Pros and Cons of Traveling With AirPods Pro
As you can see, I’m a pretty big fan of the AirPods Pro. They’re almost everything I’ve wanted in a pair of truly wireless headphones.
But there’s no doubt that these headphones have their downsides too, so I’ve compiled a list of their pros and cons below.
Pros of the AirPods Pro
- Active noise canceling that works for daily tasks and most flights
- Solid sound quality with significantly better bass than the original AirPods
- Likewise, Transparency mode is helpful for walking on city streets and airports
- Comfortable design with no noticeable discomfort in ears
- Multiple ear tips that fit most ear sizes, creating a seal that keeps the AirPods Pro in your ears
- Includes software that helps you find the right ear tip size for your ear
- Seamless integration with iOS and macOS devices
- Quick-charging with an included battery case; wireless charging is supported, too
- USB-C to Lightning cable included
Cons of the AirPods Pro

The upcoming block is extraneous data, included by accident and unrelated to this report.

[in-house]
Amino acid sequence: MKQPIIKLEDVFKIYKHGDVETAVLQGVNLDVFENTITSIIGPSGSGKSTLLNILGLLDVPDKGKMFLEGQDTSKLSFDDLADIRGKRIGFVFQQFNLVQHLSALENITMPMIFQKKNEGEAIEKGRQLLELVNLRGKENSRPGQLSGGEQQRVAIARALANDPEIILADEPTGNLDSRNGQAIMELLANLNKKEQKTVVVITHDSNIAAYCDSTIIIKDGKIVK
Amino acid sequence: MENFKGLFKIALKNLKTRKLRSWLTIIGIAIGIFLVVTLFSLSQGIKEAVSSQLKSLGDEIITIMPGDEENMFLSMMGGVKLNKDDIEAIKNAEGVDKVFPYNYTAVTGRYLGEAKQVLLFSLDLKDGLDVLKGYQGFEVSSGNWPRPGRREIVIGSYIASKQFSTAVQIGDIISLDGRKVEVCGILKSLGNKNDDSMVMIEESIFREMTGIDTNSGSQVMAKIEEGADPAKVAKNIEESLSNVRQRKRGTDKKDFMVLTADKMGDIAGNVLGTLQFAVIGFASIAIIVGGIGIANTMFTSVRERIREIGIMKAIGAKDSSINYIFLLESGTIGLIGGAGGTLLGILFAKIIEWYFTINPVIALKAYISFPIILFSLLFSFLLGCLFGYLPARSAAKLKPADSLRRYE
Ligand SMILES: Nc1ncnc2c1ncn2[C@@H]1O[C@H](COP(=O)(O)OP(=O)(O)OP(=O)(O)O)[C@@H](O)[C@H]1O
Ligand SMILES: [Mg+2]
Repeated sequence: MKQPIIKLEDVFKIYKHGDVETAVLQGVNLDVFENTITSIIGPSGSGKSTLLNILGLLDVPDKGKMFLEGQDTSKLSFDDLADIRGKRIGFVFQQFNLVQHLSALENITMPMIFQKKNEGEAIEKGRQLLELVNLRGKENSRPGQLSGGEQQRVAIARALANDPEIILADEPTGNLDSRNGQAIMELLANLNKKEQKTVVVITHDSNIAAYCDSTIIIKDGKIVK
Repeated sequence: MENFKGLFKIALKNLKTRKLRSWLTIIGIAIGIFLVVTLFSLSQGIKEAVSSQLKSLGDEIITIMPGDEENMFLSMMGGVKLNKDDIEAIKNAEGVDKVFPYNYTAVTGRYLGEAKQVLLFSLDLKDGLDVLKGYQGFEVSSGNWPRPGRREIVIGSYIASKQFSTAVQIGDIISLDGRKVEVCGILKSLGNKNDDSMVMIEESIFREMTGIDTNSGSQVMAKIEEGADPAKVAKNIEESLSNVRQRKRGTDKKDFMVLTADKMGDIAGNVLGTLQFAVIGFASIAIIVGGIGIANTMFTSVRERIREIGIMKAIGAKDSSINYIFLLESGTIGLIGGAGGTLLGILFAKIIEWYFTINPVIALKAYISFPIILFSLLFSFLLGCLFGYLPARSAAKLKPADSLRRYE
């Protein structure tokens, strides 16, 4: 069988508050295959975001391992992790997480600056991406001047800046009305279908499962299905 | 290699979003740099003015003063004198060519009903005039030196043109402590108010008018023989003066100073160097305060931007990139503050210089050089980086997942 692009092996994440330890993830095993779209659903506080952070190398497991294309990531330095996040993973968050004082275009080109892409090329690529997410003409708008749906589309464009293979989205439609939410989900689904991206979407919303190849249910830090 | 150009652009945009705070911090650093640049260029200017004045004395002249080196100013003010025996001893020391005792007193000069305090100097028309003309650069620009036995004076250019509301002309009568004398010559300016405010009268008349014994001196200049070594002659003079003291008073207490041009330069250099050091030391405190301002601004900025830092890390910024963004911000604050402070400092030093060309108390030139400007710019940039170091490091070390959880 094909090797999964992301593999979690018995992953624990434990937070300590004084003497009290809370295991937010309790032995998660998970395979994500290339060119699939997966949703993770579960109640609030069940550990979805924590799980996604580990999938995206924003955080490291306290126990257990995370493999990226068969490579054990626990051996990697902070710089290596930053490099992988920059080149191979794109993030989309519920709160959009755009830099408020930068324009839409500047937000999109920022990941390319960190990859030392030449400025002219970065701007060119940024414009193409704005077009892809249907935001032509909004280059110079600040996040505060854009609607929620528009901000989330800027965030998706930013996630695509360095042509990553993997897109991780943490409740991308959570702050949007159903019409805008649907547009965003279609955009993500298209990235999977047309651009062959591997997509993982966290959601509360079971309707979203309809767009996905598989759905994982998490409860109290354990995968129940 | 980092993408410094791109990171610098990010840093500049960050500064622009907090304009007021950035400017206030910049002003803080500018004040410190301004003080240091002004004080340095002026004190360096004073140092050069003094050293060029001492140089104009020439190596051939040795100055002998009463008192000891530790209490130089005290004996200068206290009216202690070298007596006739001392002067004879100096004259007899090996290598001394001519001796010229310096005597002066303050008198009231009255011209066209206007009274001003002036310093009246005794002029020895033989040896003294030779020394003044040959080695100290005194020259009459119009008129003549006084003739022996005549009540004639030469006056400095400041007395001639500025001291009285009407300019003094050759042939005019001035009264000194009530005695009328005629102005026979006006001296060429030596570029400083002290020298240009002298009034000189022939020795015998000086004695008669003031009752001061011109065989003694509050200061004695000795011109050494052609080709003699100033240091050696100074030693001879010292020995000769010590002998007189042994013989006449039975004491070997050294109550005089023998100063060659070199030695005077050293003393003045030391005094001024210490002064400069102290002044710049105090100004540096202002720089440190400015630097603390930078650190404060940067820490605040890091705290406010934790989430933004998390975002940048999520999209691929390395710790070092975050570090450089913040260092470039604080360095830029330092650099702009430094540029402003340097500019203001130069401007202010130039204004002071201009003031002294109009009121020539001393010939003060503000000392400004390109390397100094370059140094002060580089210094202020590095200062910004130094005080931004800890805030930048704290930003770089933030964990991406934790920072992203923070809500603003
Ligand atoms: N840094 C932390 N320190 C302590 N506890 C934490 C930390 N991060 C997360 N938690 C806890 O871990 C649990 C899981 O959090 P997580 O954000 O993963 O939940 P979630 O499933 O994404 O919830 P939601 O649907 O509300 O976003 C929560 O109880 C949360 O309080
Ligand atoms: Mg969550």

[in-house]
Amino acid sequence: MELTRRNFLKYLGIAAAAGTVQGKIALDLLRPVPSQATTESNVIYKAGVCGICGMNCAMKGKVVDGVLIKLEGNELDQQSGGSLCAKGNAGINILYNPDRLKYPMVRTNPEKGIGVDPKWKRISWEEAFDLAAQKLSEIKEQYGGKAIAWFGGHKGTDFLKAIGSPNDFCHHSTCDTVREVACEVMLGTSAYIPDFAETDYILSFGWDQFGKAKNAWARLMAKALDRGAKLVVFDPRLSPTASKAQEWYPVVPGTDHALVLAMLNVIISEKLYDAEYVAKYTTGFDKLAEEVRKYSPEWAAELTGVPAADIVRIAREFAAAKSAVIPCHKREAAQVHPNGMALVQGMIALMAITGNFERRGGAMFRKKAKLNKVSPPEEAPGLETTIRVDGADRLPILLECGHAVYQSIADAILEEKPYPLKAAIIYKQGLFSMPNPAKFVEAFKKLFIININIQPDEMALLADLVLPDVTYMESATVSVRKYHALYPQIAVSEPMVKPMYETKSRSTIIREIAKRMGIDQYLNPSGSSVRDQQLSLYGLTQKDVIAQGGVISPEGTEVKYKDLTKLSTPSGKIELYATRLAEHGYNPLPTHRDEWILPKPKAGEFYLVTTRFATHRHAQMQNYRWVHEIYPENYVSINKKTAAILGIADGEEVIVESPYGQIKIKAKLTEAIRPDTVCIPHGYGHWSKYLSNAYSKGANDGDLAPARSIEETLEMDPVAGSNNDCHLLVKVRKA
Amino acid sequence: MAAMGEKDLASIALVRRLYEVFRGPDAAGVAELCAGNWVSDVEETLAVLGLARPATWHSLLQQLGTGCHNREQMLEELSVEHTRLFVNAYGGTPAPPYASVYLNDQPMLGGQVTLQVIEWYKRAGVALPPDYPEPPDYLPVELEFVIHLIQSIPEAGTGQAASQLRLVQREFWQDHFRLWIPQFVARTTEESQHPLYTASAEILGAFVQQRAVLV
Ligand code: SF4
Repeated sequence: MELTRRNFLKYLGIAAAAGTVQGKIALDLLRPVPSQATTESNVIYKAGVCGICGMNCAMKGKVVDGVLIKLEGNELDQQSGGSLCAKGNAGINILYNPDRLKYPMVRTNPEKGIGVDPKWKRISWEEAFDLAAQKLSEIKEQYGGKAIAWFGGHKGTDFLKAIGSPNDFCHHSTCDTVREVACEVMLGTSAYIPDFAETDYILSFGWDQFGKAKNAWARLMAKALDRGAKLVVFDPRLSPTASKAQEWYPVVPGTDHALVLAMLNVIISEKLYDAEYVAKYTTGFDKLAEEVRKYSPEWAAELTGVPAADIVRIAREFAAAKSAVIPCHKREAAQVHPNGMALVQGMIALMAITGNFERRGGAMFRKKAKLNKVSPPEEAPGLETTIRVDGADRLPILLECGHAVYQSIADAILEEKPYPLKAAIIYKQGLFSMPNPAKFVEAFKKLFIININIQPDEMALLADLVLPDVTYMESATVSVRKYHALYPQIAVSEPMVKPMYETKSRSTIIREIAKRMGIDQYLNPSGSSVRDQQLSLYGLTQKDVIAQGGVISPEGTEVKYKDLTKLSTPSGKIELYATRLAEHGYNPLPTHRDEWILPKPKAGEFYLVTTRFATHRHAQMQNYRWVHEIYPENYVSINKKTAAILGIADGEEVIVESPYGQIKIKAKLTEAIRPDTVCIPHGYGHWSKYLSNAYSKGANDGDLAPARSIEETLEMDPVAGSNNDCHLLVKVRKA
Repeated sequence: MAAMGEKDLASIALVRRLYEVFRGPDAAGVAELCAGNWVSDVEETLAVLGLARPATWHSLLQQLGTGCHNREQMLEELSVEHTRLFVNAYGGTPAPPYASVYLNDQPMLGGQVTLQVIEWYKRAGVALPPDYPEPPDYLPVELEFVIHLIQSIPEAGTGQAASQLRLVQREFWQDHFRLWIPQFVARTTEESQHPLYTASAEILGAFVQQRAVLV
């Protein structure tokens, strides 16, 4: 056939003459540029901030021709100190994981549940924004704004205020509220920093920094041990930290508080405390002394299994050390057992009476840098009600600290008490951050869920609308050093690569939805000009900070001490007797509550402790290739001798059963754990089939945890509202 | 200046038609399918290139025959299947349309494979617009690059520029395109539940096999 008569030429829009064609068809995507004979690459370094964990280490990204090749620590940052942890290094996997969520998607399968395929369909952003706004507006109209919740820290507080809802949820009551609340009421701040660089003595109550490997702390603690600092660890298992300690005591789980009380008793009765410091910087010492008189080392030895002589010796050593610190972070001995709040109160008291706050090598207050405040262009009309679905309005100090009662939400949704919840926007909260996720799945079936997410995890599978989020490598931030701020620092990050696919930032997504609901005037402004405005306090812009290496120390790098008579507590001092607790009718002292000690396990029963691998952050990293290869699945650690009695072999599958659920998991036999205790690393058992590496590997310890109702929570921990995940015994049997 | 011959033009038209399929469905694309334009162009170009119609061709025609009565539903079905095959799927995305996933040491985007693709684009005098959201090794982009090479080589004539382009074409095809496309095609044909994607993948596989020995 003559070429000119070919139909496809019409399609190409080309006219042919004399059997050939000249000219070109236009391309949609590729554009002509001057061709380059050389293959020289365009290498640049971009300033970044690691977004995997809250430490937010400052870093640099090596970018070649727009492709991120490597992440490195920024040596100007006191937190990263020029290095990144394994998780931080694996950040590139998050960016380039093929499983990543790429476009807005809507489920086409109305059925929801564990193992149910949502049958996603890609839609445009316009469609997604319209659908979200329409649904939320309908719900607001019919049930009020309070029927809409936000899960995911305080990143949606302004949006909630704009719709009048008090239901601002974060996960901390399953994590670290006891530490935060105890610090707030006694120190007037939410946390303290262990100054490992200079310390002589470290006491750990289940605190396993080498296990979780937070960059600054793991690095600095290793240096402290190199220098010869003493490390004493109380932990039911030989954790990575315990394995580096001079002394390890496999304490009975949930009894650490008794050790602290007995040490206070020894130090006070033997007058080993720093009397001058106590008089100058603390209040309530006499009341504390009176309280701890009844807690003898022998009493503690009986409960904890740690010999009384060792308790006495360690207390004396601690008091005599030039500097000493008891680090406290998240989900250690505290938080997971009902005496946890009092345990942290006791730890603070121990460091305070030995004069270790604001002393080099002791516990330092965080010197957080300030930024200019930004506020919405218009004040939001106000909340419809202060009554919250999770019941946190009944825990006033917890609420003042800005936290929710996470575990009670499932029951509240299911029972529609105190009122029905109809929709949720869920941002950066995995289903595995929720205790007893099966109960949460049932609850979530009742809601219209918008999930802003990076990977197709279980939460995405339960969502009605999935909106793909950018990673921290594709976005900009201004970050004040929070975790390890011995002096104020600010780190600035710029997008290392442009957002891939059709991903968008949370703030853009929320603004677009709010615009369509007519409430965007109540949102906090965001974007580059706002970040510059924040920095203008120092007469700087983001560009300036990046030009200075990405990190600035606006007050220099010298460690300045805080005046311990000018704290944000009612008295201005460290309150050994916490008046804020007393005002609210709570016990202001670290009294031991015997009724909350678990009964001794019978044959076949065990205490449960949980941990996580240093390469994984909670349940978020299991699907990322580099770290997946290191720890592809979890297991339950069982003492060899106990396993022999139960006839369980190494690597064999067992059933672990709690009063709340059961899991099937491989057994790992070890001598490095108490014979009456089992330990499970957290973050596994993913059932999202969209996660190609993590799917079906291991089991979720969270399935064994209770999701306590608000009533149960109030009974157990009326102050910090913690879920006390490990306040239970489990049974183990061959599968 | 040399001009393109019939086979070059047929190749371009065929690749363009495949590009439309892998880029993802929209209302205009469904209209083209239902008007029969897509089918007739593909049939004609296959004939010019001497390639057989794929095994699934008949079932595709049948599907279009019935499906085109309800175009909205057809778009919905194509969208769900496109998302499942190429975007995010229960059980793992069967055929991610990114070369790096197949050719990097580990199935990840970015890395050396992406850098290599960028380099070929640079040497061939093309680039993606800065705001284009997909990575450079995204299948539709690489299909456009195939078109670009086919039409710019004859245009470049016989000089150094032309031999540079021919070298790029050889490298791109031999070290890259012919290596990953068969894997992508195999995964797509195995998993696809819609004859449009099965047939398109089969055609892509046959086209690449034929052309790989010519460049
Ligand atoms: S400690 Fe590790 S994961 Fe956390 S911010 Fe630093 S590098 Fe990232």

- 4 hours of battery life can be limiting on long flights
- No way to connect the AirPods Pro to inflight entertainment without using a third-party adapter
- No power adapter included
All in all, the AirPods Pro are an extremely comfortable pair of active noise-canceling headphones that I can wear for hours on end — well, at least until the battery runs out.
Plus, they’re jam-packed with features like stellar iOS integration, Transparency mode, and customizable ear tips that keep the headphones comfortably in your ears at all times.
To me, the AirPods Pros are near-perfect sans their limited battery life and incompatibility with in-flight entertainment. So while I’ll be using them every day for the foreseeable future, they won’t replace my Bose QC 700 for long-haul travel. I do, however, see them being my sole pair of headphones on mid- and short-haul flights.
I can highly recommend these headphones to anyone that wants a sleek and small pair of noise-canceling headphones that they can use both in daily life and when traveling.